When hearing the name killer whale, we often associate them entertainment, such as attractions and movies, and we also tend to associate them with whales. The killer whales, also known as orcas, are actually more related to dolphins than they are to whales, since they are in the same family as dolphins. Since not a lot of people know much at the killer whale, we wanted to give some information; after all, they are in the same family as dolphins.


Killer Whales get the name “Killer” because they are the top of their food chain in the water. No animal, besides humans, hunts the killer whale, and everything else is its prey. Orcas are known to feed on anything from fish to squid, octopuses, sharks, sea turtles, and even seabirds. They also eat sea mammals too, like seals and dugongs. There has even been a report that killer whales have eaten moose. Sometimes orcas will even go through the effort of beaching themselves just to catch some mammals that go on land, like seals. Although massively sized, the orca can even jump out of water momentarily to catch birds. The orca like to hunt in a pack, in which they often surround their prey. The massive four inch teeth that orcas can grow make them ready for any prey they are looking for.


The appearance of the orca is much like other sea creatures. While some fish look like they could appear bigger if you looked at the back as their front (as a camouflage to appear much bigger to other fish), the orca has coloration on its side as its appearance perk. The orca has a light colored underside and dark colored topside to appear almost invisible to other sea creatures when looking at it. Being above the orca, you see a dark topside among a dark ocean depth. Being undernathe, you see a light underside amongst a light surface. This coloration makes the killer whale an apt hunter in the sea.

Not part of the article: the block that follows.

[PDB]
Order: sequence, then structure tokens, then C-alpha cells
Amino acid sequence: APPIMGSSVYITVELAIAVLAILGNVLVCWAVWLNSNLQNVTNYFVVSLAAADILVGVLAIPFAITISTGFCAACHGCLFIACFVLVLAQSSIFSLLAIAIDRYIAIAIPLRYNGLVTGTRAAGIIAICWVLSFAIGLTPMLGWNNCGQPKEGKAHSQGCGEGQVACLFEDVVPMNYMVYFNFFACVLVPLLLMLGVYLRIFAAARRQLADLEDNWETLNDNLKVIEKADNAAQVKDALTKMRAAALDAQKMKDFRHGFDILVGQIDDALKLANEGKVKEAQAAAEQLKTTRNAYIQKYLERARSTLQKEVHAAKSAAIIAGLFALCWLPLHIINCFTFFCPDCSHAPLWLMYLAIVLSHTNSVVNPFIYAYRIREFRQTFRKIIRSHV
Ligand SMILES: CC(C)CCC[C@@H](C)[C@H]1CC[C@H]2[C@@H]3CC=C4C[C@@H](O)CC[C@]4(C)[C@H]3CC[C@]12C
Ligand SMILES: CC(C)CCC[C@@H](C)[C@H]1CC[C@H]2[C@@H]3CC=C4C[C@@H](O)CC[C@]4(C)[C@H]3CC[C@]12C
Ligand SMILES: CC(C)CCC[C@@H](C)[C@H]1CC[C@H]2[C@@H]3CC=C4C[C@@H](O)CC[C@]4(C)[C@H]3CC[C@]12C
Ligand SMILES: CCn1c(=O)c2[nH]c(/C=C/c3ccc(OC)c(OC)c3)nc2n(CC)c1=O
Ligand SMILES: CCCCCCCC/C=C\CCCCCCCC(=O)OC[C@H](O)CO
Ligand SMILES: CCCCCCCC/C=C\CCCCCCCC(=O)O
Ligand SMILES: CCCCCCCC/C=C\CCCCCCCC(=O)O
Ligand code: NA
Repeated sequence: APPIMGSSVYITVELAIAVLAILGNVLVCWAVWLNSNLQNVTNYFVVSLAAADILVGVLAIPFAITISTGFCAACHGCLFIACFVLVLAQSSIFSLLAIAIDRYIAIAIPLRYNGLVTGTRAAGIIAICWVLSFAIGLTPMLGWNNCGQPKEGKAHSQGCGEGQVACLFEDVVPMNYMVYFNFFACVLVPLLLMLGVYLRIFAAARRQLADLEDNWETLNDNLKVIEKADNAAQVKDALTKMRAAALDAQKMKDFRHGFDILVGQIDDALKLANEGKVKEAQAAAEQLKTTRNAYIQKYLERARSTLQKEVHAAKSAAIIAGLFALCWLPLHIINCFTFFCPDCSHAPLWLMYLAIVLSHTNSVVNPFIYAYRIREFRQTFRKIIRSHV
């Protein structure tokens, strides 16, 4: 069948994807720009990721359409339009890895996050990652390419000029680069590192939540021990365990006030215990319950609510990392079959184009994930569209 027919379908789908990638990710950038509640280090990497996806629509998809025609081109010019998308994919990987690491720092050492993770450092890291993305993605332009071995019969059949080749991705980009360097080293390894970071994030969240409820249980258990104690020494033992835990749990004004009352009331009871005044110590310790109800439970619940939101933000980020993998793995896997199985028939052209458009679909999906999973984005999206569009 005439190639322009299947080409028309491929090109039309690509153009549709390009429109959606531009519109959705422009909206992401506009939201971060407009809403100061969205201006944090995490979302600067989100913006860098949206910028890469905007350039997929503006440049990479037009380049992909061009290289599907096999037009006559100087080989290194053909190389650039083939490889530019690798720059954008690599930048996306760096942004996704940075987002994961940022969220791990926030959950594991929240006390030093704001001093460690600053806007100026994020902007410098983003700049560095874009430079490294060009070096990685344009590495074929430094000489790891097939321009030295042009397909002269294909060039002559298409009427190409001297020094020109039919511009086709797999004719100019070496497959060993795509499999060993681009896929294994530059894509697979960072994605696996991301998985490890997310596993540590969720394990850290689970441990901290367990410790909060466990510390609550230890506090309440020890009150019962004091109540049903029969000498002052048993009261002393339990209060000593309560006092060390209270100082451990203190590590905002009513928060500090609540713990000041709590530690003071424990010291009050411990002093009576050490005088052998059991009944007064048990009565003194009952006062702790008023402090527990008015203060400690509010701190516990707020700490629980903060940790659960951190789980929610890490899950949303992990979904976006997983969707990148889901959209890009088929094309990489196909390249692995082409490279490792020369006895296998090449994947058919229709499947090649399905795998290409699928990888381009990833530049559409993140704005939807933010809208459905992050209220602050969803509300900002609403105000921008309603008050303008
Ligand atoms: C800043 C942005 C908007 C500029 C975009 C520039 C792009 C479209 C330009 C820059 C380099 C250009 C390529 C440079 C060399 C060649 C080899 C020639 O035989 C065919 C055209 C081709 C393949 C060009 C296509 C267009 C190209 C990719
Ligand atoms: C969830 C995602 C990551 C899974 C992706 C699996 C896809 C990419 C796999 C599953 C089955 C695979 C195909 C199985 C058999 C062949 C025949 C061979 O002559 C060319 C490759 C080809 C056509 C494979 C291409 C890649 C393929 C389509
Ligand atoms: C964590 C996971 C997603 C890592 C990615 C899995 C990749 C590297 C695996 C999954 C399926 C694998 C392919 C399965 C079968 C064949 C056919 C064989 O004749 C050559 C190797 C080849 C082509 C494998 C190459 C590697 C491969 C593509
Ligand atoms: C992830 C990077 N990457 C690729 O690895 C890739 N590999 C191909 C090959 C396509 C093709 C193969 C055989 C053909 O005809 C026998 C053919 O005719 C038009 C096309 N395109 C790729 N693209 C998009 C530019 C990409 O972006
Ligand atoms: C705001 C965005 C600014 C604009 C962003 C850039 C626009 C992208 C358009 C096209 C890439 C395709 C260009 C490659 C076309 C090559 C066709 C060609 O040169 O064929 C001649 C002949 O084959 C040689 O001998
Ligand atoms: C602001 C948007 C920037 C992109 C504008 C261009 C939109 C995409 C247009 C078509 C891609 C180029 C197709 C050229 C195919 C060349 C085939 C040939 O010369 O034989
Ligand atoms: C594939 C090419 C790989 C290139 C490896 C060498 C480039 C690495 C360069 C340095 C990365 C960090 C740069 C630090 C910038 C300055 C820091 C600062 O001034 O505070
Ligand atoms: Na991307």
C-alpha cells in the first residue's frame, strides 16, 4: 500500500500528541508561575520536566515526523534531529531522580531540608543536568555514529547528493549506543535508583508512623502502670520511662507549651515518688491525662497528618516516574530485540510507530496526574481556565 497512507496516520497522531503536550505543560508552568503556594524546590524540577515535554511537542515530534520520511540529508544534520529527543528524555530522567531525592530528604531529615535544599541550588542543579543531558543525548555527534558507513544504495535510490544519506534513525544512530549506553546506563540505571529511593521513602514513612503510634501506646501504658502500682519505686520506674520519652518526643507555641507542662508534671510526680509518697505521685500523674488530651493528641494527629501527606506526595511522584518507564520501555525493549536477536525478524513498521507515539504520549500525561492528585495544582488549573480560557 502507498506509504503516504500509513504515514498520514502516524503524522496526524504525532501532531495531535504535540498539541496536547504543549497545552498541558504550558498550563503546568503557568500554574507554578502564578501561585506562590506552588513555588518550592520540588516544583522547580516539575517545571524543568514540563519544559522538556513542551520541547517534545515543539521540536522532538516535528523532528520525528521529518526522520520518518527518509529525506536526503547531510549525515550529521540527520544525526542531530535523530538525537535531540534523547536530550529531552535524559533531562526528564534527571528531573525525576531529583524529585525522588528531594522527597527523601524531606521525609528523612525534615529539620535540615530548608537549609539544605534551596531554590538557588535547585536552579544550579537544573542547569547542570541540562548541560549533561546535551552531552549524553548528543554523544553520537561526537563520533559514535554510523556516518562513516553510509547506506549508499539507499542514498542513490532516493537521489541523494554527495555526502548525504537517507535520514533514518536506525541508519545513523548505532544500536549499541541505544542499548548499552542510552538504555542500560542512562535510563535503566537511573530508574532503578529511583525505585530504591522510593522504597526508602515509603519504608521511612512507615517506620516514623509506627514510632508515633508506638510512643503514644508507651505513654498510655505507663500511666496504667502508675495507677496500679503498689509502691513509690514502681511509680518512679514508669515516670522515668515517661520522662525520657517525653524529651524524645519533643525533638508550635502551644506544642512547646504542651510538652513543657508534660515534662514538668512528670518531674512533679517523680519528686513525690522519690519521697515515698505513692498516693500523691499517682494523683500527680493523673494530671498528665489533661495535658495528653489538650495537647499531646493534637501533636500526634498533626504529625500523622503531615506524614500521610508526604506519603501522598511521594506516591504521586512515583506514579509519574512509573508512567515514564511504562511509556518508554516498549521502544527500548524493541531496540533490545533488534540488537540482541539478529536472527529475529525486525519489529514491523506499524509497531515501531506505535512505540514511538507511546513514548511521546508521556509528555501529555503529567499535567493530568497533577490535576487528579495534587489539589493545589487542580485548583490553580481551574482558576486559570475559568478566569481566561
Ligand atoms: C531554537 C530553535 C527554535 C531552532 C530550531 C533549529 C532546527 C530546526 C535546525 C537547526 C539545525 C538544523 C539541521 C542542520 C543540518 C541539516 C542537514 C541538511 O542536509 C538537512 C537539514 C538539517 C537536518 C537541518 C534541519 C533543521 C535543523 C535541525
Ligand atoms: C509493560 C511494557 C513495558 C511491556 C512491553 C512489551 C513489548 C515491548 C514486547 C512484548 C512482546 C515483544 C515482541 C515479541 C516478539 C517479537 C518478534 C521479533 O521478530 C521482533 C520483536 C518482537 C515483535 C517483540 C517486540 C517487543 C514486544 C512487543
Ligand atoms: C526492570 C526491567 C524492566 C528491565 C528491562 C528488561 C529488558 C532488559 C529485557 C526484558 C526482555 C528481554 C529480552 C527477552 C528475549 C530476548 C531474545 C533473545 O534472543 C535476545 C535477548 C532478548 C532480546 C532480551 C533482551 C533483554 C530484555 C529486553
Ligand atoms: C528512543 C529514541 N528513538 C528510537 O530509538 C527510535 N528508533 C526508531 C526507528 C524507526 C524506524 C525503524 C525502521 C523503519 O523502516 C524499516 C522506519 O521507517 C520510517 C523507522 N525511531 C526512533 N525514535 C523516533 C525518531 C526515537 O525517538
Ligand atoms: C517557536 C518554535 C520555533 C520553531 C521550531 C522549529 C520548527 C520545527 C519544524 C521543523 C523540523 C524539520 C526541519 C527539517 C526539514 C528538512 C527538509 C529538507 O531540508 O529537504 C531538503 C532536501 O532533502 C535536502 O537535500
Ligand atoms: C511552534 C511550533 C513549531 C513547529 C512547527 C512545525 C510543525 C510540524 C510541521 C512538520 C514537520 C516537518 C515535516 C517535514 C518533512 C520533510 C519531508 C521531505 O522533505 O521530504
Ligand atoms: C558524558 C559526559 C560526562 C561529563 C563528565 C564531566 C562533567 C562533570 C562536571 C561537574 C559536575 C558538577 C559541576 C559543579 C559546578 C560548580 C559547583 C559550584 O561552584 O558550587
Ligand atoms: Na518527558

Orcas are known for their long dorsal fin on their back. They can grow up to six tons in weight and over 30 feet in length. They are the most widely distributed mammals in the world, aside from humans, and can adapt really well to almost any climate. Because of this adaptation, Killer Whales can be found near any coastal countries, anywhere between the Arctic and Antarctic circles. Although they are widely distributed throughout the world, they rarely stay in one place and make long travels around the world.


We hoped you enjoyed reading about the Killer Whale. To see the Atlantic Bottlenose dolphin in person in the wild, book an original dolphin cruise with Southern Star Dolphin Cruise today!